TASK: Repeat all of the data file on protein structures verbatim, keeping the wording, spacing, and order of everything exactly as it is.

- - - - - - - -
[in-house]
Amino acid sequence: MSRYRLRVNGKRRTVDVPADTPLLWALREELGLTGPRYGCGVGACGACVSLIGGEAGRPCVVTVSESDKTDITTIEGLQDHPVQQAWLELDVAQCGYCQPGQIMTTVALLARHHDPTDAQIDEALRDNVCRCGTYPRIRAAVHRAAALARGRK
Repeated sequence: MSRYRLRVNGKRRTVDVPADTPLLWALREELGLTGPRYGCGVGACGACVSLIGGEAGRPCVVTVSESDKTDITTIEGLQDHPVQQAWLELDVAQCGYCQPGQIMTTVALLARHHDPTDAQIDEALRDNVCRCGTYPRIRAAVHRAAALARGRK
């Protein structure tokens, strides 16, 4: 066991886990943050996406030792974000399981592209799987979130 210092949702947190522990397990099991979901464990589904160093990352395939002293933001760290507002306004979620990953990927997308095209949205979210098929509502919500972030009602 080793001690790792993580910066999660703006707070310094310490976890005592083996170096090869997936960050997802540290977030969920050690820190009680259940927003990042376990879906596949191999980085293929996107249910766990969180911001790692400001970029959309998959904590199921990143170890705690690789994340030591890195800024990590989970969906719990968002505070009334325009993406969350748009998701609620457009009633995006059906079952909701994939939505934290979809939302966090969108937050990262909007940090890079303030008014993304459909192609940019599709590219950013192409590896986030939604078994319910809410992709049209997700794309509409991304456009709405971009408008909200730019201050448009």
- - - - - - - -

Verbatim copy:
[in-house]
Amino acid sequence: MSRYRLRVNGKRRTVDVPADTPLLWALREELGLTGPRYGCGVGACGACVSLIGGEAGRPCVVTVSESDKTDITTIEGLQDHPVQQAWLELDVAQCGYCQPGQIMTTVALLARHHDPTDAQIDEALRDNVCRCGTYPRIRAAVHRAAALARGRK
Repeated sequence: MSRYRLRVNGKRRTVDVPADTPLLWALREELGLTGPRYGCGVGACGACVSLIGGEAGRPCVVTVSESDKTDITTIEGLQDHPVQQAWLELDVAQCGYCQPGQIMTTVALLARHHDPTDAQIDEALRDNVCRCGTYPRIRAAVHRAAALARGRK
């Protein structure tokens, strides 16, 4: 066991886990943050996406030792974000399981592209799987979130 210092949702947190522990397990099991979901464990589904160093990352395939002293933001760290507002306004979620990953990927997308095209949205979210098929509502919500972030009602 080793001690790792993580910066999660703006707070310094310490976890005592083996170096090869997936960050997802540290977030969920050690820190009680259940927003990042376990879906596949191999980085293929996107249910766990969180911001790692400001970029959309998959904590199921990143170890705690690789994340030591890195800024990590989970969906719990968002505070009334325009993406969350748009998701609620457009009633995006059906079952909701994939939505934290979809939302966090969108937050990262909007940090890079303030008014993304459909192609940019599709590219950013192409590896986030939604078994319910809410992709049209997700794309509409991304456009709405971009408008909200730019201050448009």